Synthetic cells could help study drug activity in living tissues

Scientists have created new artificial tissues that mimic some of the complex characteristics and abilities of living tissues, paving the way towards unprecedented advances in medicine, soft-robotics, and micro-engineering. The University of Bristol-led breakthrough, published in Advanced Materials, has reported the first way to produce centimetre-sized artificial tissues of any shape and with complex internal structures.

A team, led by Dr Pierangelo Gobbo from the university’s School of Chemistry, developed the new technique and used it to assemble millions of sticky synthetic cells, called “protocells”, into artificial tissues capable of communicating with each other as well as with their external environment. Previously, protocells have been worked with individually, but the scientists found that when the cells were combined in a group to form protocellular materials they interacted together and showed advanced capabilities.

The innovative method, called the “floating mould technique”, allowed the team to create free-standing protocellular materials of any size and shape. It also facilitated the assembly of patterned and layered protocellular materials through the careful arrangement of different types of protocells.

The team then specifically programmed the behaviour of the protocells comprising the material so that when waves of chemicals were sent into the environment, the protocells responded together, and it became possible to extract important physical and chemical information from their collective reaction. This could, for instance, lead to a new method to study how a drug moves and distributes inside living tissues.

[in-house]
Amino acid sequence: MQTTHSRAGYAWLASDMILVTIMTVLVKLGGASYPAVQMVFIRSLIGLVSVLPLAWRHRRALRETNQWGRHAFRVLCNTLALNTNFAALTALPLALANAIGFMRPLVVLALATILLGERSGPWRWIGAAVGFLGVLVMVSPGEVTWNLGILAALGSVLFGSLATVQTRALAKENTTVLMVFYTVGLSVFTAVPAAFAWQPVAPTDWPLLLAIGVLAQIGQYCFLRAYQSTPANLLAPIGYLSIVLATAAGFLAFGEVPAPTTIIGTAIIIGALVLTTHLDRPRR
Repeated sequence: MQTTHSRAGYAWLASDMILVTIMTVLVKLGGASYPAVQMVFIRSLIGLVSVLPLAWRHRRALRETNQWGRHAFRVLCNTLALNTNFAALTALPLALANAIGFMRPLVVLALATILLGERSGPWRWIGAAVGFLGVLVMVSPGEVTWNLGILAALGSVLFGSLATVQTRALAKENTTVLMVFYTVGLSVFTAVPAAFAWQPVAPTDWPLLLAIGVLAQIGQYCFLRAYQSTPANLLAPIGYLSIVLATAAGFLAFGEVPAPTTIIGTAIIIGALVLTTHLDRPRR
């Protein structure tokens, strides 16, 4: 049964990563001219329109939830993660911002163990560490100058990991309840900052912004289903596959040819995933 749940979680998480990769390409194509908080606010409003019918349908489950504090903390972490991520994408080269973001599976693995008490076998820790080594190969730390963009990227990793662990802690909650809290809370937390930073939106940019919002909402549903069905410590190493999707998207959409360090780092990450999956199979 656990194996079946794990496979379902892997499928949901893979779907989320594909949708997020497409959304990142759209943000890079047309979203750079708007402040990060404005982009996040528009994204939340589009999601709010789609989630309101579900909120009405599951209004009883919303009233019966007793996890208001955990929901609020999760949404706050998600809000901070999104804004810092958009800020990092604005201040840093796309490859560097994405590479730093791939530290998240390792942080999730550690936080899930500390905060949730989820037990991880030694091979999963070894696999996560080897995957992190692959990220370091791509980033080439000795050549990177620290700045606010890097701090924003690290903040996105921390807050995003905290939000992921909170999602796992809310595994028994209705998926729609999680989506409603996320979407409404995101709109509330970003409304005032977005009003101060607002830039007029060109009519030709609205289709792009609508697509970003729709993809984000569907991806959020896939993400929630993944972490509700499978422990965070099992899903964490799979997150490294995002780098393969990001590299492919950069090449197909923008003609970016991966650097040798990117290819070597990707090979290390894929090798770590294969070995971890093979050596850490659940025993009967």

The team indicate in future it could be possible to graft protocellular materials onto organs to provide targeted therapies, or to use these artificial tissues as organoids to closely replicate in vivo environments for drug screenings and reducing animal testing. The tissues could also be used to assemble the next generation of soft robots fuelled by chemicals available in the environment.

Lead author Dr Agostino Galanti said: “Our protocellular materials are robust, stable in water and are also capable of combining the special attributes of individual protocells with the new enhanced capabilities they take on when combined together in group formations.”

Dr Pierangelo Gobbo, Vice-Chancellor’s Fellow at the University of Bristol and Principal Investigator of the project, added: “The controlled assembly of protocells into centimetre-sized protocellular materials endowed with emerging bio-sensing capabilities is unprecedented and represents an important milestone towards the construction of fully autonomous and adaptive artificial tissues. Our next goal is to advance the biochemical capabilities and levels of autonomy of our protocellular materials to target important applications in tissue engineering, personalised therapy, pharmacokinetics, micro-bioreactor technologies, and soft robotics.”

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